Knowledge of what segment of the population experienced the increase in non-employment helps one in evaluating these different policy proposals from the view-point of their ability to reduce non-employment.2 Inefficiencies in the matching process, excessive labor market regulations and firing costs are all likely to apply to across all ages. Other forces, such as those related to the impact of the welfare state on work incentives might affect different age-groups very differently. This paper attempts to shed light on the sources of the non-employment increase over the last quarter of a century by examining the age-patterns of labor market participation among West German males.

Such an analysis yields striking results. The trend towards higher non-employment among West German males is not uniform across age-groups (see fig. 4). For the age-groups 25-39 and 40-49 there is no discernible upwards trend in the non-employment rates over the time-period covered by the GSOEP (see fig. 4). Indeed for these two groups the lowest values of non-employment are observed in 2000 (age 40-49) and 2001 (age 25-40). The trend towards higher non-employment is entirely due to the increased non-participation among those workers aged 50-65. Since 1991 the non-employment rate in this age-group increased from less than 30% to 42.5% in 2001. For unemployment the conclusion is the same. Younger age-groups do not have higher unemployment rates towards the end of the sample period than at the beginning. Older workers however experienced a large increase of unemployment during the early and mid-nineties. The decline in unemployment rates since the mid-nineties has not yet sufficed to eliminate half of the increase experienced between 1992 and 1996 for this age-group.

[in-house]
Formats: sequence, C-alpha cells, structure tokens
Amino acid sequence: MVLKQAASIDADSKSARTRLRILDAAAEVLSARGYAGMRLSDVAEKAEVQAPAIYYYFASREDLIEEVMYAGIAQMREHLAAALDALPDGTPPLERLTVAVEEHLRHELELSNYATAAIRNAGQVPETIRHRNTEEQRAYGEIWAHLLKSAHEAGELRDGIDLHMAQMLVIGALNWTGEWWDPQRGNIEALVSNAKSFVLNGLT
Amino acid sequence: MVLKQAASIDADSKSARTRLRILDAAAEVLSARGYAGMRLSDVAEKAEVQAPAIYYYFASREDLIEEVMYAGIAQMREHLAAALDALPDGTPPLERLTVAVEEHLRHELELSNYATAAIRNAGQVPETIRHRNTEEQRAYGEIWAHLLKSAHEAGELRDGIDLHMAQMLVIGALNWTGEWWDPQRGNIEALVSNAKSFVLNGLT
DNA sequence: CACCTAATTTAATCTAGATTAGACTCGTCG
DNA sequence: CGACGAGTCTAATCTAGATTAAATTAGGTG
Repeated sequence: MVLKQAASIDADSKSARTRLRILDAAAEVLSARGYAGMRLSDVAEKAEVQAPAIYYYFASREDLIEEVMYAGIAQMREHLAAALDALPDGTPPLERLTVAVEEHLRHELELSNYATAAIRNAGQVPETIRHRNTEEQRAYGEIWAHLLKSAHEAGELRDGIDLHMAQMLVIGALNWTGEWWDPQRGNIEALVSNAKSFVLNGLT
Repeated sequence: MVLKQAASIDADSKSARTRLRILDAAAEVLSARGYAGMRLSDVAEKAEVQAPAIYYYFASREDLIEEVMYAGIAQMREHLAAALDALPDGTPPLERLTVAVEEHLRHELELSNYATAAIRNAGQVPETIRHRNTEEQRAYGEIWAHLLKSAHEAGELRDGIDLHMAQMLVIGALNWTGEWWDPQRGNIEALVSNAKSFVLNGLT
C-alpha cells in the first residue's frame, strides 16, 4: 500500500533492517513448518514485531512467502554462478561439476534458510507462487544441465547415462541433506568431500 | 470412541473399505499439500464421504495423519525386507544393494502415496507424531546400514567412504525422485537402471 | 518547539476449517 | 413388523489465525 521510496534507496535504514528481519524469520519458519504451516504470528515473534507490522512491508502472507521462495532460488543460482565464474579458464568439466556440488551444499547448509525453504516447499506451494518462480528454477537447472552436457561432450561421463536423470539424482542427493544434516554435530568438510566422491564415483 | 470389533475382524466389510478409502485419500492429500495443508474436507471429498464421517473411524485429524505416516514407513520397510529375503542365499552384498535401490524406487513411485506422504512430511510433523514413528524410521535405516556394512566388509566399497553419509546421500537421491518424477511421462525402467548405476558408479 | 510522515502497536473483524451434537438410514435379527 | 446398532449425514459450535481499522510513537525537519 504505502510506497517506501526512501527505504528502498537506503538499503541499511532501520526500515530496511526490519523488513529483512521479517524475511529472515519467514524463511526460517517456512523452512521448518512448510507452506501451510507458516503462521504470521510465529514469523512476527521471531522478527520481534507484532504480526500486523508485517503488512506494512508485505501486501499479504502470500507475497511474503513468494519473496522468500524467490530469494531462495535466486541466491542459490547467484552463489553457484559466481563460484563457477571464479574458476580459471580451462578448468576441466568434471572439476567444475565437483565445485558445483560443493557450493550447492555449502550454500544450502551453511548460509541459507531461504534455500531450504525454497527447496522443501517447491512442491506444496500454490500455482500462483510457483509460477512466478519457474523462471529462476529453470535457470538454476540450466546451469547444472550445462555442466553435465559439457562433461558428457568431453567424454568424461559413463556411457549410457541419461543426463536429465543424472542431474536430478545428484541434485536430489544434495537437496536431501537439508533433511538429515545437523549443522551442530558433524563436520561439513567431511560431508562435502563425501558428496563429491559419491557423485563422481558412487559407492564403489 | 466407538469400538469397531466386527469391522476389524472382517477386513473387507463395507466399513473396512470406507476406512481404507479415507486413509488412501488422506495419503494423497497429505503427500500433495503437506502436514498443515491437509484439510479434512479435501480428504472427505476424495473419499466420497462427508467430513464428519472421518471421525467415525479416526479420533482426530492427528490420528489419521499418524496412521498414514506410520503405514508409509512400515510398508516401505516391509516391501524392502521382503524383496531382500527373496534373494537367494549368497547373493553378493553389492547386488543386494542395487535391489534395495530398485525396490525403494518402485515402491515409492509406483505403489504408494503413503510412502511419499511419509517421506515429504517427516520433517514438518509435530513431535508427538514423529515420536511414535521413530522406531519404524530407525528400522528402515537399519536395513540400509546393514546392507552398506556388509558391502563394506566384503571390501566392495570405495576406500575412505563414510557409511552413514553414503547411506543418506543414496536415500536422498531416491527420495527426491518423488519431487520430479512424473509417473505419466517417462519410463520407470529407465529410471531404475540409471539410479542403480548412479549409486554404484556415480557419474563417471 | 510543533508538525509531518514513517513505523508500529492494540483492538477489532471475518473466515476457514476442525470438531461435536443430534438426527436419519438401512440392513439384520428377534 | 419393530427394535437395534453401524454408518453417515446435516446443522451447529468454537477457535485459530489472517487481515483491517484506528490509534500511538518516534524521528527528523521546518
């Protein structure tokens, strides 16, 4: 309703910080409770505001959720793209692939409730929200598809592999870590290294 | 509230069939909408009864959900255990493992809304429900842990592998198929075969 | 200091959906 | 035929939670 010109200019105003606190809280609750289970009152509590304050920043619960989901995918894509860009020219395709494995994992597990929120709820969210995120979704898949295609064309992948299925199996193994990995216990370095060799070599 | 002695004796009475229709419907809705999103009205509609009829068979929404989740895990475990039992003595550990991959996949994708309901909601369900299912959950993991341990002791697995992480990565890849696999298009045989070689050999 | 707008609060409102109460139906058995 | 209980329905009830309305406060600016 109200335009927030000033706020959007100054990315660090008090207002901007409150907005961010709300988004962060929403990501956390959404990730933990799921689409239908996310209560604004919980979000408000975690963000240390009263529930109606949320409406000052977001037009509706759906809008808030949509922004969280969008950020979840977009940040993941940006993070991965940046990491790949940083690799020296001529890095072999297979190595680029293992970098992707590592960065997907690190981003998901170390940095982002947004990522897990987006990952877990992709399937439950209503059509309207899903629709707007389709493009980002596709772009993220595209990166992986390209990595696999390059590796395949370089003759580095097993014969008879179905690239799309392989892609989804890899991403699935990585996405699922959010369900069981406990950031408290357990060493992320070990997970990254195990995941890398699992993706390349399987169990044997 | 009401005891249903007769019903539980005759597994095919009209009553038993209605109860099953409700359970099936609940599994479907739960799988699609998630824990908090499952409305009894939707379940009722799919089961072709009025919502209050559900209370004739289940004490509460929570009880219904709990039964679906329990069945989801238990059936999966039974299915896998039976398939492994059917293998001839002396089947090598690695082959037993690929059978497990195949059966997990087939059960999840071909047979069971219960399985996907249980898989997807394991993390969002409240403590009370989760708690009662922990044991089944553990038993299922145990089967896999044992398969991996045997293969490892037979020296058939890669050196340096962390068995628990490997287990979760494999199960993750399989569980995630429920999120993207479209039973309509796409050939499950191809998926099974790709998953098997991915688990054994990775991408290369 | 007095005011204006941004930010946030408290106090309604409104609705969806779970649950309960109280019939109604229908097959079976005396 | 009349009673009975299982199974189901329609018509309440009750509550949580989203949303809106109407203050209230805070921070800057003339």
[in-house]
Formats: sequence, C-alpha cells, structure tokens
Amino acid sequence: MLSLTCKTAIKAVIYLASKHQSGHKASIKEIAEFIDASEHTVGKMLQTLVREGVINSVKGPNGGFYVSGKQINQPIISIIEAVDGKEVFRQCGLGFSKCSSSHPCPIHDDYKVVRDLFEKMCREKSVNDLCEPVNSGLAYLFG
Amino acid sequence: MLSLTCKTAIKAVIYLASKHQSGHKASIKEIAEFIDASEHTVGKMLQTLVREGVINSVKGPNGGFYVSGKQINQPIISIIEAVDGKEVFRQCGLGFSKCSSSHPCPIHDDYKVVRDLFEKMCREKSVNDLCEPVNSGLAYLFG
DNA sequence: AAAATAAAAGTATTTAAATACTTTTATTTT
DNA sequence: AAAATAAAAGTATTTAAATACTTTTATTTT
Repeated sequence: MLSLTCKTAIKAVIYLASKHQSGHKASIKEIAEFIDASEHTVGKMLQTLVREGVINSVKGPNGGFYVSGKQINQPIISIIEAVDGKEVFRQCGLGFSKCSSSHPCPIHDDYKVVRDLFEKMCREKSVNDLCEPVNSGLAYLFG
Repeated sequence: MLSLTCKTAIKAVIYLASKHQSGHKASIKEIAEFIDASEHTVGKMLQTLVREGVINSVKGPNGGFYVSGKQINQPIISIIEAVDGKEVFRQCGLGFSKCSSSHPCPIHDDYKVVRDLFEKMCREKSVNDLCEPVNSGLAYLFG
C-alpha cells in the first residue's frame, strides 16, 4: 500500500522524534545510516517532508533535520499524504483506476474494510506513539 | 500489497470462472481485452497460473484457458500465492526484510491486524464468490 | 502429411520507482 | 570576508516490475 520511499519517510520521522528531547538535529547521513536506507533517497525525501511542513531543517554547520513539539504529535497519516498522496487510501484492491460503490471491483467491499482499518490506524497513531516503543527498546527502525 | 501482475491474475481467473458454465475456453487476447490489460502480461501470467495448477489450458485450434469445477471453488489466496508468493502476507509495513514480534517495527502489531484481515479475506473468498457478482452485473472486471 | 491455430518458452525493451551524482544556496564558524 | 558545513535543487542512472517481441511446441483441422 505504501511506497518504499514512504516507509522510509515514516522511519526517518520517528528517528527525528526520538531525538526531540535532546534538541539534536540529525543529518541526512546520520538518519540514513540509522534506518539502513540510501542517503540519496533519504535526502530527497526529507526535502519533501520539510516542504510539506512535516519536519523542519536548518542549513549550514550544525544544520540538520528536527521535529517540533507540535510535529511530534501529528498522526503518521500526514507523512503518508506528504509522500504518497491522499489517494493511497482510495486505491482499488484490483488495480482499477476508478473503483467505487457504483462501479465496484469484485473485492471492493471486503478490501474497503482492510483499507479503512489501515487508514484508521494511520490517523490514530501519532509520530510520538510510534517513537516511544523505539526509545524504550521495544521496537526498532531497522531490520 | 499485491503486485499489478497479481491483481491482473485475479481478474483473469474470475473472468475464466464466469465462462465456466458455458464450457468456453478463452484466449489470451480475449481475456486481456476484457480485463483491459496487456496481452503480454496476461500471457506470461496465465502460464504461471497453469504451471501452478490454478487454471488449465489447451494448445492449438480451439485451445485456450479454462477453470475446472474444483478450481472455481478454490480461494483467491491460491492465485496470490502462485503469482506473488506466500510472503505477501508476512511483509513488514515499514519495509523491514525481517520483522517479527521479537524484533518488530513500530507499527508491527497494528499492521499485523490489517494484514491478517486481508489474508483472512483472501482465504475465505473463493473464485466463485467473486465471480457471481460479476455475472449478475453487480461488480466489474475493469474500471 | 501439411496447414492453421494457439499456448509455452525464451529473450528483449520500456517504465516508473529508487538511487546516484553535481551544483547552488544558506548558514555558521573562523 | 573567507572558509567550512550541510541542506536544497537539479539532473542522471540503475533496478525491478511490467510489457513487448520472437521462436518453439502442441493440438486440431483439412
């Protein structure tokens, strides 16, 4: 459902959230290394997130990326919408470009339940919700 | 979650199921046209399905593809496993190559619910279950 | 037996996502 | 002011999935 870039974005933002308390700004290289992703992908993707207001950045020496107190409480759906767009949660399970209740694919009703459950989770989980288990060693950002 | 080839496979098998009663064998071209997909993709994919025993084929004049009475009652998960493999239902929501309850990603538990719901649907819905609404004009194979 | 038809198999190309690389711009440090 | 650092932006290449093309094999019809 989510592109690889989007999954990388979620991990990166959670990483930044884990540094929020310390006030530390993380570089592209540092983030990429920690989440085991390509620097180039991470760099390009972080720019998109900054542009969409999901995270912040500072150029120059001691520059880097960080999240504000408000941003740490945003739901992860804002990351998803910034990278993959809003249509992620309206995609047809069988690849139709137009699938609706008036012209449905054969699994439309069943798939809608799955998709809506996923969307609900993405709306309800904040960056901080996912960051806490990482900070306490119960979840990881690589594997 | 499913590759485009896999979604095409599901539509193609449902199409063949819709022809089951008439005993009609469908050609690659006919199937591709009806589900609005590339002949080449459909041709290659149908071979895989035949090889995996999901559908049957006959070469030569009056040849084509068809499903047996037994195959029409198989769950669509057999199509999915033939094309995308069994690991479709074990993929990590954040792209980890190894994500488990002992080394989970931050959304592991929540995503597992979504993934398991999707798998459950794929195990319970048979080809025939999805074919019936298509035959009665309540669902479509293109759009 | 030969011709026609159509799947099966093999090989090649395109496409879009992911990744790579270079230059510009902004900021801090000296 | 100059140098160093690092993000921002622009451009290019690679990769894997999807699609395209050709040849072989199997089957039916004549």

These statistics clearly show that the increase in non-employment and unemployment in West Germany is concentrated among older workers. Understanding the dynamics of unemployment and non-employment in Germany therefore requires an understanding of the incentives that older Germans face. The most important social programs influencing the retirement decision of older workers are the public pension system and the unemployment insurance program. I will show in the next section that these programs give extremely strong incentives to Germans to retire before the official retirement age of 65. These incentives have strengthened further during the 1980s as the period over which unemployment benefits are paid to older workers was lengthened from 12 to 32 months in 1987.


The regulations of the German public pension system that affect the sample period considered here stem from the pension reform of 1972. The new regulations of 1972 allow for the possibility of retiring early for a number of different reasons. In 1992 and 1999 two reform acts were passed by parliament with the aim of reducing the number of individuals taking advantage of the exceptions to the official retirement age. However both of these acts provided for lengthy transition periods, so that the pension regulations in 2001 are still largely identical to the regulations of the 1972 act.3 I will therefore present the regulatory framework as of 1972 and only in passing refer to the reforms of the nineteen-nineties.